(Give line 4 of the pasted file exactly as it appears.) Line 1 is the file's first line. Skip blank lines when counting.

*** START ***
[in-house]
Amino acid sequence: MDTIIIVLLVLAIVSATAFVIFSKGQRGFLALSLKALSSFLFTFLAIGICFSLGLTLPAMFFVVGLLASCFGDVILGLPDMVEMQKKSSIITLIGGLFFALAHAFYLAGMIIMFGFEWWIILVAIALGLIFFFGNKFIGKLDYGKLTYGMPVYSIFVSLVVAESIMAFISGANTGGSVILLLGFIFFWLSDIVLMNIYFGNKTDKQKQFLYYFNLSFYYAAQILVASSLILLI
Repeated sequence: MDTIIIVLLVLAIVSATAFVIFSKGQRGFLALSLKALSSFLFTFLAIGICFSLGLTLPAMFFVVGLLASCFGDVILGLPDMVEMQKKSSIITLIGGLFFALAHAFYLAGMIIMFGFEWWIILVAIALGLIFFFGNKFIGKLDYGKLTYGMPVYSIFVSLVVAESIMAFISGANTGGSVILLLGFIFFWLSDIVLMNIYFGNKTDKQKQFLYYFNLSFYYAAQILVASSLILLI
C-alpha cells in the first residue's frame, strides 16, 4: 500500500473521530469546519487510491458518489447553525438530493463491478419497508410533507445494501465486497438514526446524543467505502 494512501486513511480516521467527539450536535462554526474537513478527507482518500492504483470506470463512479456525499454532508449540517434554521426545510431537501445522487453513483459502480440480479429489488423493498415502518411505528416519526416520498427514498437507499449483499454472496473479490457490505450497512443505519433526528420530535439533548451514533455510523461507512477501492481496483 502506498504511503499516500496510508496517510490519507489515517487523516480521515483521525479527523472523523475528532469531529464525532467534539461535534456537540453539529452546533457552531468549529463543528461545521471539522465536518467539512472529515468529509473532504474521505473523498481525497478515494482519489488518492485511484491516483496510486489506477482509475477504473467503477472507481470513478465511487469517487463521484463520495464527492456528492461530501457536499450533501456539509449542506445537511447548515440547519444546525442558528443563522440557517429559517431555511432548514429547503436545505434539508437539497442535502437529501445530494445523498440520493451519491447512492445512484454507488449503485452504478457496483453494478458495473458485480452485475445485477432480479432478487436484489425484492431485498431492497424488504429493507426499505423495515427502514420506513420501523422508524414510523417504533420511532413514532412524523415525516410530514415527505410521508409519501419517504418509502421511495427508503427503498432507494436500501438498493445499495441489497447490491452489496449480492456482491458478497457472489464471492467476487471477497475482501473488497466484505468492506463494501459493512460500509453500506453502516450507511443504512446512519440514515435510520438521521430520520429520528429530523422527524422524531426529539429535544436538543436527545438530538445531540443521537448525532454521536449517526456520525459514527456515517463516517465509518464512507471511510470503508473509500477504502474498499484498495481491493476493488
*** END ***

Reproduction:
C-alpha cells in the first residue's frame, strides 16, 4: 500500500473521530469546519487510491458518489447553525438530493463491478419497508410533507445494501465486497438514526446524543467505502 494512501486513511480516521467527539450536535462554526474537513478527507482518500492504483470506470463512479456525499454532508449540517434554521426545510431537501445522487453513483459502480440480479429489488423493498415502518411505528416519526416520498427514498437507499449483499454472496473479490457490505450497512443505519433526528420530535439533548451514533455510523461507512477501492481496483 502506498504511503499516500496510508496517510490519507489515517487523516480521515483521525479527523472523523475528532469531529464525532467534539461535534456537540453539529452546533457552531468549529463543528461545521471539522465536518467539512472529515468529509473532504474521505473523498481525497478515494482519489488518492485511484491516483496510486489506477482509475477504473467503477472507481470513478465511487469517487463521484463520495464527492456528492461530501457536499450533501456539509449542506445537511447548515440547519444546525442558528443563522440557517429559517431555511432548514429547503436545505434539508437539497442535502437529501445530494445523498440520493451519491447512492445512484454507488449503485452504478457496483453494478458495473458485480452485475445485477432480479432478487436484489425484492431485498431492497424488504429493507426499505423495515427502514420506513420501523422508524414510523417504533420511532413514532412524523415525516410530514415527505410521508409519501419517504418509502421511495427508503427503498432507494436500501438498493445499495441489497447490491452489496449480492456482491458478497457472489464471492467476487471477497475482501473488497466484505468492506463494501459493512460500509453500506453502516450507511443504512446512519440514515435510520438521521430520520429520528429530523422527524422524531426529539429535544436538543436527545438530538445531540443521537448525532454521536449517526456520525459514527456515517463516517465509518464512507471511510470503508473509500477504502474498499484498495481491493476493488